In the words you used earlier, it’s important to have a city with plenty of room.
●I think Kabutocho can become that town. To achieve this, I think it is important to raise the quality, not just the quantity, as you mentioned earlier.
I believe that quality also includes quality of service. I am the son of a greengrocer, and I grew up in an environment where the second floor of the store was my home, so I saw how my parents made money and how they interacted with customers. I grew up seeing how my parents made their money and how they interacted with their customers. Even when the store was closed, they would open it for one of their neighbors who had forgotten to buy cabbage! So I think it is important to provide service that is close to the customer, rather than just saying, “I made a lot of money in this amount of time.”
●When I was young, there was a certain image of a cool adult, but today’s young people don’t have that image. I think it is important to create a town where people with a sense of fun can enjoy themselves because Japan as a whole is in such a mood.
That’s really true. One more thing, I think it is important to have a “number one” system to improve quality. When I was a child, I went to an abacus school, and it was a very spartan place. We were allowed to participate in competitions, but the treatment of first and second place was completely different. That had a big impact on me, and I am rooted in a kind of “number one” mentality. Maybe that’s why I’m so particular about the details.
●Our attention to detail is perhaps only possible with such a competitive spirit.
KABUTO ONE is a 15-story building that would be buried under the ground in Marunouchi. But I wanted the atrium, The HEART (*3), to be the best space in Tokyo. We spent a lot of money to get top creators to work on this space, and we’re proud of it. I was very particular about the details and kept asking, “Can you brush it up a little more?”.
※3 The HEART
The world’s largest cube-shaped large LED display, installed in the atrium on the first floor of KABUTO ONE, dynamically displays financial market trends and digital art content. Produced by Abstract Engine.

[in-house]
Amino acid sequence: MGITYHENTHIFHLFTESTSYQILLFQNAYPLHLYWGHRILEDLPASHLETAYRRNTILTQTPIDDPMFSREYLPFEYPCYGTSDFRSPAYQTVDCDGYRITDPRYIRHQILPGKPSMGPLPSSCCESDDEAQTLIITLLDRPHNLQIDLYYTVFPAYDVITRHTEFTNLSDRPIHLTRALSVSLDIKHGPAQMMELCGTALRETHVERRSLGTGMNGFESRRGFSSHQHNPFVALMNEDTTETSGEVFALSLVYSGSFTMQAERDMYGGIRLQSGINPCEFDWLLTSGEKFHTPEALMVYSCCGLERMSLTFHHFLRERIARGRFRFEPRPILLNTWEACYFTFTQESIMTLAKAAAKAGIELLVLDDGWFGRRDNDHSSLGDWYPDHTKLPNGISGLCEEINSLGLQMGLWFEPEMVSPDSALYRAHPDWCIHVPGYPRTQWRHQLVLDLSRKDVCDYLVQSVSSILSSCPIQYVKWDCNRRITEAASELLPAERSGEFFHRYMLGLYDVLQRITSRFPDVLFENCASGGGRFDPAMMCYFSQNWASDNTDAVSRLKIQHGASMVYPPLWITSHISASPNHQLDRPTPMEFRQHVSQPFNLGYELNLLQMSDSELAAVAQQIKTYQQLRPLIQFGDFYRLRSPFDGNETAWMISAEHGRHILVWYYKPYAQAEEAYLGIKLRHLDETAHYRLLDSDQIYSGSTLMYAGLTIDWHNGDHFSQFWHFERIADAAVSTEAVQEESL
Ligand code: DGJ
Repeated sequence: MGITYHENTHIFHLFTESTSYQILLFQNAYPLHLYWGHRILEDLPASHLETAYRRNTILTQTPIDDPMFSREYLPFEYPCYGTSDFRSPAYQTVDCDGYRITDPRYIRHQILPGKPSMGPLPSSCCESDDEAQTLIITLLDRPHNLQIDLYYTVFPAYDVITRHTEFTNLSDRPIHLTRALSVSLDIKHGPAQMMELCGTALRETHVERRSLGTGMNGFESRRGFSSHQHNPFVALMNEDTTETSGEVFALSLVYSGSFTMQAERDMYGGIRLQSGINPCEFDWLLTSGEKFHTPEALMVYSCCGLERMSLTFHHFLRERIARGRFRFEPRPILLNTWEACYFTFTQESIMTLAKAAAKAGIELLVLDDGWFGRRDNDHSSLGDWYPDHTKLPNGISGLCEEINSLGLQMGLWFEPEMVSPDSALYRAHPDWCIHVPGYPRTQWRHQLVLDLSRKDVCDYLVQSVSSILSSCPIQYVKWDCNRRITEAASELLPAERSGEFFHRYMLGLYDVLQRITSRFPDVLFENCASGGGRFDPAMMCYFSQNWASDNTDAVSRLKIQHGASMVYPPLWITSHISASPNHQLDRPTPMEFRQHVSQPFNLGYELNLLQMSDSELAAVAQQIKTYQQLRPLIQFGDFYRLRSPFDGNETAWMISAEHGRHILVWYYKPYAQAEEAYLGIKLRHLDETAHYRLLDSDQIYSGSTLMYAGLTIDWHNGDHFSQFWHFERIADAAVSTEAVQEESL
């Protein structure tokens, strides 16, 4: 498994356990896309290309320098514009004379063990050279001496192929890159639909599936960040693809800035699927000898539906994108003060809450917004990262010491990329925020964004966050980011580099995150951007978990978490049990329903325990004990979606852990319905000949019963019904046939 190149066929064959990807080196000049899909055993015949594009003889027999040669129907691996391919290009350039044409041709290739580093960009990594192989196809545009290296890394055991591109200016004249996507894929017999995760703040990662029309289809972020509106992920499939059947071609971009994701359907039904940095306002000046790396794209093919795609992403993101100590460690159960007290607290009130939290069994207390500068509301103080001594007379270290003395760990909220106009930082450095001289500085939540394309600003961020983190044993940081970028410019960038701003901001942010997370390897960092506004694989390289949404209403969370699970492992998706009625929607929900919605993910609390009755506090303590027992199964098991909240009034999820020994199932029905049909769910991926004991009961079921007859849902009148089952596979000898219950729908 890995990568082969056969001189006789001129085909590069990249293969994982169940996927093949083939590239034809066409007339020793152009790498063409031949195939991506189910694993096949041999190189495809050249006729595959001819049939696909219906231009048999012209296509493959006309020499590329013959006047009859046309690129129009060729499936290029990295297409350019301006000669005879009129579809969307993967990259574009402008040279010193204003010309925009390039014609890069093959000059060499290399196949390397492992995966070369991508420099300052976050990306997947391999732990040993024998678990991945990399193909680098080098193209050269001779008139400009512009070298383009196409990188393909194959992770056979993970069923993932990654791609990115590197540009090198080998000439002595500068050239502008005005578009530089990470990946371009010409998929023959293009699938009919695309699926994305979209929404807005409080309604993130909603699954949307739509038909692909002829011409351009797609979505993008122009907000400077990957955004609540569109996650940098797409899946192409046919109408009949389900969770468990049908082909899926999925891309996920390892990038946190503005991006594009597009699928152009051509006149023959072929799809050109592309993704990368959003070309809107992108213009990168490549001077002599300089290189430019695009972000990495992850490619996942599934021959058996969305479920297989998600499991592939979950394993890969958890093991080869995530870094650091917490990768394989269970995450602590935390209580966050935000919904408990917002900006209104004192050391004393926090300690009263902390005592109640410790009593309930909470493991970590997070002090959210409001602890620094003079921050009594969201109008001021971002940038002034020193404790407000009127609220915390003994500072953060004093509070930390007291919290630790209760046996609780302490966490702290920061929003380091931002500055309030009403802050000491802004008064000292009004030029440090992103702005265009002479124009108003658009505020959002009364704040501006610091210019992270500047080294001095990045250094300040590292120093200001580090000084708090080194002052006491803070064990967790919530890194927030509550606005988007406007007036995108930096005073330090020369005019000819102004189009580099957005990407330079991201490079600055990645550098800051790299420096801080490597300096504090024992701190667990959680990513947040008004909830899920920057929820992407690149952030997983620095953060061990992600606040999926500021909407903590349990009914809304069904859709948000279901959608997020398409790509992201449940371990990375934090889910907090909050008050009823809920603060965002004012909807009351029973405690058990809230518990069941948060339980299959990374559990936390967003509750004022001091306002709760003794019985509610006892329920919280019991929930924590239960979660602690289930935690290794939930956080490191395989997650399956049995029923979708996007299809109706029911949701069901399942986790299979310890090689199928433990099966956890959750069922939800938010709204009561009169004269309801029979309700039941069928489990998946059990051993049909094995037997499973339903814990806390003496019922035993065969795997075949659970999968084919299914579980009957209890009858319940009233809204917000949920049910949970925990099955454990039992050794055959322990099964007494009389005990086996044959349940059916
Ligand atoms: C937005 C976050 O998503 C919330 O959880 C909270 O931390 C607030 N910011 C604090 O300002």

●I was also shown, or rather, experienced, the atrium, but that atrium is only possible in this city.
It’s only here, in Kabutocho, that it has meaning.
●I had a conversation with Mr. Saito of Abstract Engine the other day, and I asked him what percentage of the project he was able to formulate from the beginning. When so many people are involved on such a large scale, there are usually things that need to be cut. But without a moment’s hesitation, he answered that he had been able to make 100% of it.
Oh, I’m so glad to hear that!
●He also said that the important factor for Kabutocho is not to build tall buildings and cram various functions into them, but rather to have people come and go between the dispersed things and let them develop organically.
That’s right. We can’t build a lot of tall buildings, so I think we have to take the stance that we will be number one in this area. At the completion ceremony of KABUTO ONE, a reporter asked me what I thought about collaborating with other areas. However, we first need to raise the value of the city and create tangible proof that will make other cities think that it would be good to do something with Kabutocho. First of all, we need to evolve the city while making the most of its own characteristics. Then, in the next stage, I would like to think about connecting with other cities.
●Opening up the streets is just the next stage, and K5 and the staff at the store are interested in how to collaborate with the outside world.
As for Heiwa Real Estate, I would like to convince other companies in the same industry to collaborate with us. The way people look at Kabutocho has changed, so I believe we can accelerate the pace from here.
After graduating from Keio University in 1982, he joined the Tokyo Stock Exchange, where he worked for 35 years before becoming Senior Managing Executive Officer of Heiwa Real Estate in 2017.
Text : Momoko Suzuki
Photo : Naoto Date
Interview : Akihiro Matsui
President, Heiwa Real Estate Co.
Mr. Tatsuo Shioi
President, Prenas Corporation
Interesting people in Kabutocho
Mr. Tatsuo Shioi, the president of Prenas Corporation
“I am interested in Plenus Corporation, which operates HottoMotto and Yayoiken restaurants. Originally, Yayoiken was a Western-style restaurant run by the founder, the great-grandfather of the current president, in Kayabacho. Today, Yayoiken still has its Tokyo headquarters in Kayabacho, but they are growing rice on the roof. He is so obsessed with rice that he has established the Rice Food Culture Research Institute to study the various lifestyle cultures and histories related to rice. I would like to talk to Mr. Tatsuo Shioi, the president of Prenas, about this.